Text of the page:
woman of fire
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Woman of Fire Full Episode – Bonanza, Season #06, Episode #17

In this frontier rendition of Shakespeare’s “The Taming of the Shrew,” Joan Hackett makes a guest appearance as Margarita, the spirited and sharp-tongued daughter of a Mexican nobleman portrayed by Jay Novello. Margarita’s intimidating demeanor has scared off numerous suitors, leaving her younger sister Eleana, played by Susan Silo, unable to marry until Margarita finds a husband. Adam Cartwright assumes the role of “Petruchio” to tame Margarita’s fiery temperament, reminiscent of “Kate” from Shakespeare’s original play. The ensemble also features Cesare Danova as Luis, Eugene Iglesias as Carlos, and Valentin DeVargas as Manuel. Penned by Suzanne Clauser, without acknowledgment to the Bard of Avon, Woman of Fire premiered on January 17, 1965.

Explore the plot intricacies and fascinating trivia, or sit back and enjoy the full episode below.

Watch the Full Episode of Woman of Fire

Watch the Full Episode of Woman of Fire:

Main Cast

In the seventeenth episode of Bonanza’s sixth season, titled “Woman of Fire,” several recurring and supporting cast members appeared. Notable members of the cast include:

  • Lorne Greene as Ben Cartwright
  • Pernell Roberts as Adam Cartwright
  • Dan Blocker as Eric ‘Hoss’ Cartwright
  • Michael Landon as Joseph ‘Little Joe’ Cartwright
  • Joan Hackett as Margarita Miguel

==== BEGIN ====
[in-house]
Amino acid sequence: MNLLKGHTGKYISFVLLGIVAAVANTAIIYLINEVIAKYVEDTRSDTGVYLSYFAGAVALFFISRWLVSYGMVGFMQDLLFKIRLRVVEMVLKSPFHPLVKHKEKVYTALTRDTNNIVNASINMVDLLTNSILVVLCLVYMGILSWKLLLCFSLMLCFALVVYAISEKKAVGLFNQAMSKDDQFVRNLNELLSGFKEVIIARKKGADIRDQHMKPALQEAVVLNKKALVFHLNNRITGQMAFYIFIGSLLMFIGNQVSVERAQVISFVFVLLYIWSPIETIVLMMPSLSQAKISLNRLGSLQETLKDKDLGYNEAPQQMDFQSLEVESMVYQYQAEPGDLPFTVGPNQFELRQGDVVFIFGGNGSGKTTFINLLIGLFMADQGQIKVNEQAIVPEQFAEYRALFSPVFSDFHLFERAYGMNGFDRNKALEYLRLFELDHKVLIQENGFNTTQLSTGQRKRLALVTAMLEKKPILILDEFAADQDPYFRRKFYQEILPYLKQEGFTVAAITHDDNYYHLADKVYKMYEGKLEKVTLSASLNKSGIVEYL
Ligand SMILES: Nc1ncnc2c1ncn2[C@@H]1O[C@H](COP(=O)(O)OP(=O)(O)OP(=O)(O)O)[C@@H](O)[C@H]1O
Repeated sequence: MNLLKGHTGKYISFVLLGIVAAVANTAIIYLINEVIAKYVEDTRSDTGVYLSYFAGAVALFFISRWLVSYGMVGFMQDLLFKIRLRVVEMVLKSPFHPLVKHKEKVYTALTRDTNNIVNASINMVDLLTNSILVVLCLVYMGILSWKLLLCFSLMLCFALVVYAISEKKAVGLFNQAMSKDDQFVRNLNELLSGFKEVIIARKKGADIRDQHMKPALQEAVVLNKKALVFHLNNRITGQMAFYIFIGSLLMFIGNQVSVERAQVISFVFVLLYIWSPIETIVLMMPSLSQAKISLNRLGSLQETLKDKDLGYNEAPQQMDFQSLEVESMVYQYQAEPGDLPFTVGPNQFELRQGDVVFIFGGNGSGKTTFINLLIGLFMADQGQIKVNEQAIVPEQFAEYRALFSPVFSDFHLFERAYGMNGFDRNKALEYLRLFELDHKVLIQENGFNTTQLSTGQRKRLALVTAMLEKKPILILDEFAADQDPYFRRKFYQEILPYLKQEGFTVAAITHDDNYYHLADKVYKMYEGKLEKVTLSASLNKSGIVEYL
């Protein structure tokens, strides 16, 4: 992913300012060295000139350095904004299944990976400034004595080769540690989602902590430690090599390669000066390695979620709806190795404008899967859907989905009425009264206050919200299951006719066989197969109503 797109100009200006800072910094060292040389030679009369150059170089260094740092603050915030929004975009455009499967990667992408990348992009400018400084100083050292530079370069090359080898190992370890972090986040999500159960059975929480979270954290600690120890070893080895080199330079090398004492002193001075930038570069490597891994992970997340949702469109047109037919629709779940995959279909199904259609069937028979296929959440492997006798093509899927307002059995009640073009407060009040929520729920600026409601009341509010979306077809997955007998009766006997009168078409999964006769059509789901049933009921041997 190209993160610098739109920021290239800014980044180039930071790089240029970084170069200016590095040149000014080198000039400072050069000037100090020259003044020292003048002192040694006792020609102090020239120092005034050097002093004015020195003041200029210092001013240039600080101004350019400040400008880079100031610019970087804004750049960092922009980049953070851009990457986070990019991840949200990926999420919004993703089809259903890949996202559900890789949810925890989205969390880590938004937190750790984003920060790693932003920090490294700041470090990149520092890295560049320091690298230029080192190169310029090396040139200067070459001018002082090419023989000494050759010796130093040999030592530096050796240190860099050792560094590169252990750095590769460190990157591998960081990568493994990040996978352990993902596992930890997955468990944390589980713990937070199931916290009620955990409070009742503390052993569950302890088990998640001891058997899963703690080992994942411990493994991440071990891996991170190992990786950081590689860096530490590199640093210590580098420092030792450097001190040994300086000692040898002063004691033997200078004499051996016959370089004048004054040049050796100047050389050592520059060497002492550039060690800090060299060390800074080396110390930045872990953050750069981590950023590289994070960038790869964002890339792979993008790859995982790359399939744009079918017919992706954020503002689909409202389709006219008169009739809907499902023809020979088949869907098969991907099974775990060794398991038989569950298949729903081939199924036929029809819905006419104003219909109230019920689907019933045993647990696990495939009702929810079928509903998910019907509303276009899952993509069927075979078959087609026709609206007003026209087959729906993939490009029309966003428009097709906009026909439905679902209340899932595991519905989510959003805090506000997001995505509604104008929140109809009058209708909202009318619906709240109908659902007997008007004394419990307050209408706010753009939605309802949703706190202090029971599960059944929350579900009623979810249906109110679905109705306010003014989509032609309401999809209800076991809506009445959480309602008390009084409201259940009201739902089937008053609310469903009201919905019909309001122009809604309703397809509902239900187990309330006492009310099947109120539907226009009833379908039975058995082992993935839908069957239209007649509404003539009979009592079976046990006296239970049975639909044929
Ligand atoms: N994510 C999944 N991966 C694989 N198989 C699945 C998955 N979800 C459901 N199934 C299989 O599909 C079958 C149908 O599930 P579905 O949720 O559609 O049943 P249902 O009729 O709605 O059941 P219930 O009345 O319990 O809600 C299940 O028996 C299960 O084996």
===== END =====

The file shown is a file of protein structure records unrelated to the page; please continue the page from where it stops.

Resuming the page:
• Cesare Danova as Don Luis Santana
  • Susan Silo as Elena Miguel
  • Jay Novello as Don Miguel
  • Eugene Iglesias as Carlos
  • Valentin de Vargas as Manuel

Full Story Line for Woman of Fire

In a western adaptation of Shakespeare’s “The Taming of the Shrew,” Adam takes on the role of Petruchio. Ben’s friend, Don Miguel, visits the Ponderosa accompanied by his two daughters, Margarita and Elena, and Elena’s two anxious suitors en route to California to meet Margarita’s intended, Don Luis. However, Margarita’s fiery temperament earns her the reputation of a “woman of fire,” driving away all potential suitors. As the elder daughter, Margarita must marry before Elena, and Don Miguel fears disgrace if Margarita rejects Don Luis.

When Margarita explodes at Adam, he takes matters into his own hands and administers a much-needed spanking, temporarily silencing her. However, Adam quickly regrets his involvement. Don Miguel and Elena’s suitors turn to Adam to tame Margarita, as he’s the only one who has managed to calm her down—Adam endeavors to transform the beautiful yet hot-tempered Margarita into a gentle and timid woman.

Unfortunately, Adam succeeds too well. Don Luis surprises everyone by arriving at the Ponderosa, eager to meet the renowned “woman of fire.” Now, before it’s too late, Adam must hastily find a way to reverse the taming process and restore Margarita to her wild and untamed self.

Full Script and Dialogue of Woman of Fire






Bravo! Bravo!


ELENA: Gracias, Carlos.


Elena, don't go too far away.
We are leaving very soon.

Ay, they have such spirit.

Fools. Idiots.